ANALYSIS: Monterrey beat RSL, overcame odds

Brian Dunseth breaks down CCL second leg for CONCACAF.com

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George Frey / Getty Images

Nearly every one of the 20,378 at
Rio Tinto Stadium on Wednesday night were in his or her seat by the time Real
Salt Lake and Monterrey came out for pre-game warm-ups. And the intensity
within the confines of RSL's home for the second leg of the CONCACAF Champions
League finals was something not seen there before.

After the 2-2 draw at Estadio
Tecnologico the week before, the expectations of Salt Lake City and Major
League Soccer fans were stratospheric. Monterrey was walking into a fortress,
facing a Real Salt Lake team that hadn't lost at home in nearly two years and
sitting on a 34-game unbeaten streak - 37 if you count friendlies.

Adding to burden on "Los
Rayados" was they hadn't won in seven matches, including a 1-1 result
against Puebla on Saturday. It had fallen to eighth overall in the Clausura and
would require a win at Chivas this week to guarantee a playoff berth.

With news media constantly noting
its winless skid since March 19, Monterrey took a private charter Monday to the
altitude and snow of the Wasatch Front, with even more hurdles of being without
starters Aldo De Nigris and Jesus Zavala due to yellow card accumulation and
captain Luis Perez because of injury.

Conversely, Real Salt Lake, head
coach Jason Kreis only had one true starting XI concern - the absence of
captain Kyle Beckerman due to a dubious yellow card shown in the first leg.
That meant Ned Grabavoy would replace Beckerman in the defensive midfield, not
a calamity considering Real Salt Lake was unbeaten in 10 home games - including
seven victories -- when Beckerman wasn't in the starting lineup.

Everything seemed stacked in Salt
Lake's favor, and against Monterrey.

The first half started exactly as
one would expect, with the exception that the RSL faithful were out in force
never seen before. The club had made tickets to the match available to
season-ticket holders first - and except for those allocated to Monterrey, the
match was a sell out before tickets even were made available to the general
public.

It led to a uniquely partisan Real
Salt Lake/MLS crowd not usually seen when a United States club plays a titled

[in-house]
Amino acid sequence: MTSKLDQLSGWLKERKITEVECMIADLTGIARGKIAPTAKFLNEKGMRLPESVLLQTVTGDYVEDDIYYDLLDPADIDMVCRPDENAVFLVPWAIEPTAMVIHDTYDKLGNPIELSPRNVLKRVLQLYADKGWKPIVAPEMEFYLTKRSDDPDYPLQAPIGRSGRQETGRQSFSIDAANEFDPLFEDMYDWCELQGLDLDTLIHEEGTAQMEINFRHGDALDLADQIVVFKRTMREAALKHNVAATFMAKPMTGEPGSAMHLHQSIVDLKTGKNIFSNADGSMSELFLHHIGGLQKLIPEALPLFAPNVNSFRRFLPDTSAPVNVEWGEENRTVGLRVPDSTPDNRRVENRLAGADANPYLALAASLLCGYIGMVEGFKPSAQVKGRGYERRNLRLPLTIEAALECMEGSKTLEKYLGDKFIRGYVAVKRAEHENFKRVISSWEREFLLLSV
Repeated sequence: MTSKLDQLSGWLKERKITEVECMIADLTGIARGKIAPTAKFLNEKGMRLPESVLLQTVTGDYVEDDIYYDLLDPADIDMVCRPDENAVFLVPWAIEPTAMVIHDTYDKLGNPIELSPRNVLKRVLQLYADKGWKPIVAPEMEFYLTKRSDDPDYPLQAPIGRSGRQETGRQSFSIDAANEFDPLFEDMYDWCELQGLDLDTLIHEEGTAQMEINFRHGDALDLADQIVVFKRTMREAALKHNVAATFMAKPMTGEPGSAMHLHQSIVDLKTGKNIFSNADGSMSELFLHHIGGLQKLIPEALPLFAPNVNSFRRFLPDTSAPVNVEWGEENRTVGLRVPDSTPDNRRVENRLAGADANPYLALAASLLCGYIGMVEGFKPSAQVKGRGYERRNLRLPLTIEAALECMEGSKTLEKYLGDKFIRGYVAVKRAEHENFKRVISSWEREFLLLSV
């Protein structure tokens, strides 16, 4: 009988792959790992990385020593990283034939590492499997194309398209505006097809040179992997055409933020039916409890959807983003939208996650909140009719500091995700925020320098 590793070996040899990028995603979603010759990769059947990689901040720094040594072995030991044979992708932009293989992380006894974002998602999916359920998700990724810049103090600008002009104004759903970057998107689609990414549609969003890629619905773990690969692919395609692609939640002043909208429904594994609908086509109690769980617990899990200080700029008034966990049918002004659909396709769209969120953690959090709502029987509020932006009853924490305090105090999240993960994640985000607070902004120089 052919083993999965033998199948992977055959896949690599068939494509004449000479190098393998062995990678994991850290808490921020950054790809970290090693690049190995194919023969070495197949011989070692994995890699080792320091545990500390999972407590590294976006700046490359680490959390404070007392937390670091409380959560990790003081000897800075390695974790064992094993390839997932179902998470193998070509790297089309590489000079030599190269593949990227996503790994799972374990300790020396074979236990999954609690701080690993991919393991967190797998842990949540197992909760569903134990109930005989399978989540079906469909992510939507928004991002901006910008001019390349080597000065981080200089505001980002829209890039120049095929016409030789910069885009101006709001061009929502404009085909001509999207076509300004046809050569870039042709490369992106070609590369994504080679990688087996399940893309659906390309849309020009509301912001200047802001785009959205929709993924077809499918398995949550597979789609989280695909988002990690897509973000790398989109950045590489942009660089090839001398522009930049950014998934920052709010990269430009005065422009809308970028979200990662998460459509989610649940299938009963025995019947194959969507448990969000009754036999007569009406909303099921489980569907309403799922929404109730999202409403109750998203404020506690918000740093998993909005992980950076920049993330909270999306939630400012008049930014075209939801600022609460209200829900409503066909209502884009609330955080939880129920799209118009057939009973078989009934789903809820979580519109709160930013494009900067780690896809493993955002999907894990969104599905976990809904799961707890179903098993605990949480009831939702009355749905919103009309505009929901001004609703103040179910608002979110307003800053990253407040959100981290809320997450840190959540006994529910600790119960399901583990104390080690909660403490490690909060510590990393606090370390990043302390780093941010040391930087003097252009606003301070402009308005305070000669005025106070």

Mexican side.

With the early chances and
possession leaning toward the home side, Monterrey found its footing around the
30th minute, despite the altitude and the fact the team was playing its eighth
match in 24 days.

And it would be the man who
concerned Jason Kreis' coaching staff most, Chilean international and two- time
Mexican league scoring leader Humberto Suazo, who caused the damage. He
finished a quick sequence of one-touch passing with Sergio Santana with a
right, then a left foot to score six second into first-half injury time.

After all of Salt Lake's preaching
about doing the little things better and limiting opportunities in the final
third, Suazo made Real Salt Lake pay dearly with a composed finish that gave
Monterrey the 1-0 lead and ultimately the 3-2 aggregate advantage.

Kreis bemoaned the lack of simple
possession and forced direct play by his men in that final 15 minutes in the
first half, and replaced Robbie Russell at the start of the second with Tony
Beltran at right back. The focus on the last 45 minutes of this two-leg affair
would see the home side attacking relentlessly, only to see Monterrey repel
admirably time and time again.

Kreis' last two substitutions would
be offensive, bringing on Arturo Alvarez and Paulo Jr. while Victor Manuel
Vucetich countered with defensive reinforcements Duilio Davino and Severo Meza.

And despite doing everything within
their power to beat Jonathan Orozco, Real Salt Lake would fall at home for the
first time since May 2009, giving the crown to Monterrey.

And it's not only the title that
Monterrey and manager Victor Manuel Vucetich can boast about, it's their claim
to be the first club to go undefeated in the entire tournament.

What's even more incredible is that
Monterrey also could have claimed the honor and still not win the CONCACAF
Champions League trophy -- if the match had ended 0-0 or 1-1.

It's an incredible little game we
play.